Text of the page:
Master Forger Librarian Swaps 143 Artworks With His Own

In an odd twist, his own fakes were then replaced by fakes of lesser quality.

Zhang Daqian, 冝富当贵 (1981). Photo: courtesy artnet.
Zhang Daqian, 冝富当贵 (1981). Photo: courtesy artnet.

Art theft and forgery appears to be a major problem at China’s Guangzhou Academy of Fine Arts, where former chief librarian Xiao Yuan has admitted to replacing 143 artworks with fakes he created himself. He claims that several of his fakes were subsequently replaced with even poorer quality copies.

Appearing at Guangzhou People’s Intermediate Court on Tuesday, Xiao, age 57, pleaded guilty on a corruption charge. His defense for his crime? Everyone else was doing it.

Xiao claimed that he noticed fake artworks beginning his very first day on the job. Apparently, the academy library treated paintings like books, allowing students and staff to check artworks out and remove them from the premises, making it shockingly easy to swap the originals out for forgeries.

Zhang Daqian, 山里人家. Photo: courtesy artnet.

Zhang Daqian, 山里人家.
Photo: courtesy artnet.

Beginning in 2004, Xiao began substituting landscape paintings, calligraphy, and other famous artworks from the school’s collection with his forged copies.

Xiao confessed to stealing works from 20th-century Chinese artists Qi Baishi and Zhang Daqian, as well as Zhu Da’s 17th-century ink masterpiece Rock and Birds.

But then his own fake works suffered a similar consequence.

“I realized someone else had replaced my paintings with their own,” Xiao told the court, as reported by the AP, “because I could clearly discern that their works were terribly bad.” (Which seems like a convenient way to defend his own artistic ability, if not his actions.)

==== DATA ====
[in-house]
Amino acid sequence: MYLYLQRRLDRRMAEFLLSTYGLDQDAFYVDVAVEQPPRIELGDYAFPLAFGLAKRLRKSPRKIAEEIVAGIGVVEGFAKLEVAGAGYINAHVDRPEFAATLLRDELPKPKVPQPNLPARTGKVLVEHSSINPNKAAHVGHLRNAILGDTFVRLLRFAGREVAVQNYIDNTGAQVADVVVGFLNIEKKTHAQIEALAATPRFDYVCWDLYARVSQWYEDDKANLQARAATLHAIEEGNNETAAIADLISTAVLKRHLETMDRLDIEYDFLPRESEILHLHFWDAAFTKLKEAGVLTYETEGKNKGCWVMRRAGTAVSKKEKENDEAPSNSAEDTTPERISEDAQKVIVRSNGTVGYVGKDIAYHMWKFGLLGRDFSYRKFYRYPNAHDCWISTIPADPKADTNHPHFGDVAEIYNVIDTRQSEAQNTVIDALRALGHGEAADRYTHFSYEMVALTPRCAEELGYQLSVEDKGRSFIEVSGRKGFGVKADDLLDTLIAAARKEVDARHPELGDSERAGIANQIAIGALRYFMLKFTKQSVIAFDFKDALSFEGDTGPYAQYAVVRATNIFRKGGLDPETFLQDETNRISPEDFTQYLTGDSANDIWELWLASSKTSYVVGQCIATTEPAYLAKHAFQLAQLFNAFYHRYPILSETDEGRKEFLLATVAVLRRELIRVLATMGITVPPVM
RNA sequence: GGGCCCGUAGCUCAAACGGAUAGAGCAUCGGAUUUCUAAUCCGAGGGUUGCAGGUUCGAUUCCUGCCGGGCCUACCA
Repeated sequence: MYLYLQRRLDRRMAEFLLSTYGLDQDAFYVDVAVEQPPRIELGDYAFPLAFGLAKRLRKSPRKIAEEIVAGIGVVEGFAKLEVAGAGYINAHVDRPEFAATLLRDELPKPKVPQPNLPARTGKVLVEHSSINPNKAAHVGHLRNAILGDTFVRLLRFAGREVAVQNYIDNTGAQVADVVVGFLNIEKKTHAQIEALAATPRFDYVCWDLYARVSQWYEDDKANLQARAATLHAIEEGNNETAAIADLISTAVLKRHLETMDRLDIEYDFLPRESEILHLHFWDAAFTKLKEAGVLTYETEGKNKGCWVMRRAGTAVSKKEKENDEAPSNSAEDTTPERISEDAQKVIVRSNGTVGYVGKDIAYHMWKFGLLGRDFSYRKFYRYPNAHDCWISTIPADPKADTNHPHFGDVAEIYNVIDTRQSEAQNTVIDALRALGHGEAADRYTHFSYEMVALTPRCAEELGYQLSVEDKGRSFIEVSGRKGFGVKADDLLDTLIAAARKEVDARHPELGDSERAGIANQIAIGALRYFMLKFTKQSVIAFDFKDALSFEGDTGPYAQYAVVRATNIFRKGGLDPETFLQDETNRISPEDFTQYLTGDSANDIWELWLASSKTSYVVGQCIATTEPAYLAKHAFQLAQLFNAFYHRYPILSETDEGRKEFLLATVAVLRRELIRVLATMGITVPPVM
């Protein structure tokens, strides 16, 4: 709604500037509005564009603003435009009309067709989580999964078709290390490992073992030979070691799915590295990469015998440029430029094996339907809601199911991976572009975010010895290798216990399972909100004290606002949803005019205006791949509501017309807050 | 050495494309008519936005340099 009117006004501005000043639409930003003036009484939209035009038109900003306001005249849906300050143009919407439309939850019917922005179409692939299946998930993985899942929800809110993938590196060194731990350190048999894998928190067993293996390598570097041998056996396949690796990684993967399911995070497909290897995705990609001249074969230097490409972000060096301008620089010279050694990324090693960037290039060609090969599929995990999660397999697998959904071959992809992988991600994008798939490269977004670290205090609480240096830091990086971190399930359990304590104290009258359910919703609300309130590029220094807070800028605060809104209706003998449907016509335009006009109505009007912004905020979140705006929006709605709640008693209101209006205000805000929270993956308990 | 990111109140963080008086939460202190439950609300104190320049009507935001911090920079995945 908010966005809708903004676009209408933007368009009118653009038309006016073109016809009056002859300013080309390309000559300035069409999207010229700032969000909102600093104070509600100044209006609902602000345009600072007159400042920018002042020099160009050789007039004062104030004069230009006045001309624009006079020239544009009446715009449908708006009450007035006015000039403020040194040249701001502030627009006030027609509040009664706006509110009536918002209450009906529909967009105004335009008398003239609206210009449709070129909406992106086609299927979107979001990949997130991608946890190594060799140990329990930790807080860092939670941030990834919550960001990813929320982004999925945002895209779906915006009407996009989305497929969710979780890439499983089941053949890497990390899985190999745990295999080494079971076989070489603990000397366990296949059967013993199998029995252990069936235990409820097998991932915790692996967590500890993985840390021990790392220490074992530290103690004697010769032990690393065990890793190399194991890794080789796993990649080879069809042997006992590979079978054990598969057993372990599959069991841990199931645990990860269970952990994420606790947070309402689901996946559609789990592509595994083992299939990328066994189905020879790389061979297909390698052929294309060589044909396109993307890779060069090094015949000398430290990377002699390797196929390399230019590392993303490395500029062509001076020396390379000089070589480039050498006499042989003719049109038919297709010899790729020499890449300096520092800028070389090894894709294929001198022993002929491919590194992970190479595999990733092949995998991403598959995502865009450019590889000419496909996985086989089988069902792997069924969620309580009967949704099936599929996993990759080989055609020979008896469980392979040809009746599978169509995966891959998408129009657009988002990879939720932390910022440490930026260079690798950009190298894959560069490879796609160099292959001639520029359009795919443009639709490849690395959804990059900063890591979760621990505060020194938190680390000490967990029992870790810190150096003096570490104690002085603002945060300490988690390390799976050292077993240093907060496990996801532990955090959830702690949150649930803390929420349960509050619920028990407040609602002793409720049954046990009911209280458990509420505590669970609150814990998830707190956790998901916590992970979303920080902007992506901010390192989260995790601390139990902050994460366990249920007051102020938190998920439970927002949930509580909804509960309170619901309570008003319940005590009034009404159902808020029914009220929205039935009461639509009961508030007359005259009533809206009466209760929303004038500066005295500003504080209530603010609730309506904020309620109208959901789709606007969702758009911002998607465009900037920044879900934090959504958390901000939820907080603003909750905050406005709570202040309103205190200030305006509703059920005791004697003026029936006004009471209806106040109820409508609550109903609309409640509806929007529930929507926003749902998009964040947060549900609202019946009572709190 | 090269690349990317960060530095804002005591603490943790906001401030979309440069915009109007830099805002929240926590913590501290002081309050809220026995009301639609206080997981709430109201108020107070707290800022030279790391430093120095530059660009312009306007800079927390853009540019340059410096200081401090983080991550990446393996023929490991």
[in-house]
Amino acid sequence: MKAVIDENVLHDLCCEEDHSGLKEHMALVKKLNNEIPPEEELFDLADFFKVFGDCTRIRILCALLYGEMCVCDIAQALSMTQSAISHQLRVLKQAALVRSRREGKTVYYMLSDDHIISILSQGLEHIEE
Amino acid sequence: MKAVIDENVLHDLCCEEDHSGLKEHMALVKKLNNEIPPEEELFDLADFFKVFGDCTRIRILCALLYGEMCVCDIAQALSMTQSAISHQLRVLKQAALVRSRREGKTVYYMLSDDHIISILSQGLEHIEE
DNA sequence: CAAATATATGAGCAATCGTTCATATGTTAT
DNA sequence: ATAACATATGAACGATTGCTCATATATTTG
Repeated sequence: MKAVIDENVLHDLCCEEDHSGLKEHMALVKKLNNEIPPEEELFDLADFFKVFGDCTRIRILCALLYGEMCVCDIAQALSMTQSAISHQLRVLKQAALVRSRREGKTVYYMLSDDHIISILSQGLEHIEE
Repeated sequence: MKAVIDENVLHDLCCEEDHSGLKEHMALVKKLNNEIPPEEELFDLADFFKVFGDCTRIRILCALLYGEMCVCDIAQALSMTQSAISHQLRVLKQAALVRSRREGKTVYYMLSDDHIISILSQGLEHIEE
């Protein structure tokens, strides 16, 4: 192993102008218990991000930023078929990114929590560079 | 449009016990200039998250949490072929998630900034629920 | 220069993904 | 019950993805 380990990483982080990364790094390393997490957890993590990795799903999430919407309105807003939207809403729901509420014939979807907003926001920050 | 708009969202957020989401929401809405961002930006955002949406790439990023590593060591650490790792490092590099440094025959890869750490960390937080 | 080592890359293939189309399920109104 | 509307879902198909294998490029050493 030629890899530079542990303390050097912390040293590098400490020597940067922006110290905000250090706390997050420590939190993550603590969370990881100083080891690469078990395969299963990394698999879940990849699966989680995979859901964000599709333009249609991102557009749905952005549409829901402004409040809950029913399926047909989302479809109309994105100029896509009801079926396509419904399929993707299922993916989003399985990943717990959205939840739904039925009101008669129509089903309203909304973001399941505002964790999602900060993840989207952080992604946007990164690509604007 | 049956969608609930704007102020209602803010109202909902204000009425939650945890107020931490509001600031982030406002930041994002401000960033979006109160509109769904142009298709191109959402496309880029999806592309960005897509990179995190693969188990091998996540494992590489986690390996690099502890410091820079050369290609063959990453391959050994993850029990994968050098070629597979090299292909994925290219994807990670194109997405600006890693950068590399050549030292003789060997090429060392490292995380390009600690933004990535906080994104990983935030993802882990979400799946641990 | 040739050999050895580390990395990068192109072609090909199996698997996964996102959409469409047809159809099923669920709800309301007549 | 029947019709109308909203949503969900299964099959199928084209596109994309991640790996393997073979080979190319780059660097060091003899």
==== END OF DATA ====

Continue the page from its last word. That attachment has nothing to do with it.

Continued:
Qi Baishi, 花蝶图. Photo: courtesy artnet.

Qi Baishi,
花蝶图.
Photo: courtesy artnet.

 

In 2006, Xiao was forced to stop stealing after the paintings were moved to another gallery, but he continued to profit from his thievery for years to come. Between 2004 and 2011, he reportedly made 34 million yuan ($6 million) selling 125 of the stolen works at auction. The remaining 18 pieces are thought by the prosecution to be worth over 70 million yuan ($11 million).

Unfortunately, the Guangzhou Academy is far from the only art institution overrun with corruption. Just last month, two curators at Cairo’s National Museum of Egyptian Civilization were arrested for stealing museum artifacts, while a large-scale theft of some 95 objects discovered last year at the National Museum of Fine Arts of Havana seems unlikely to be anything other than an inside job.

Xiao, who left the institution in 2010, will be sentenced at a later date.


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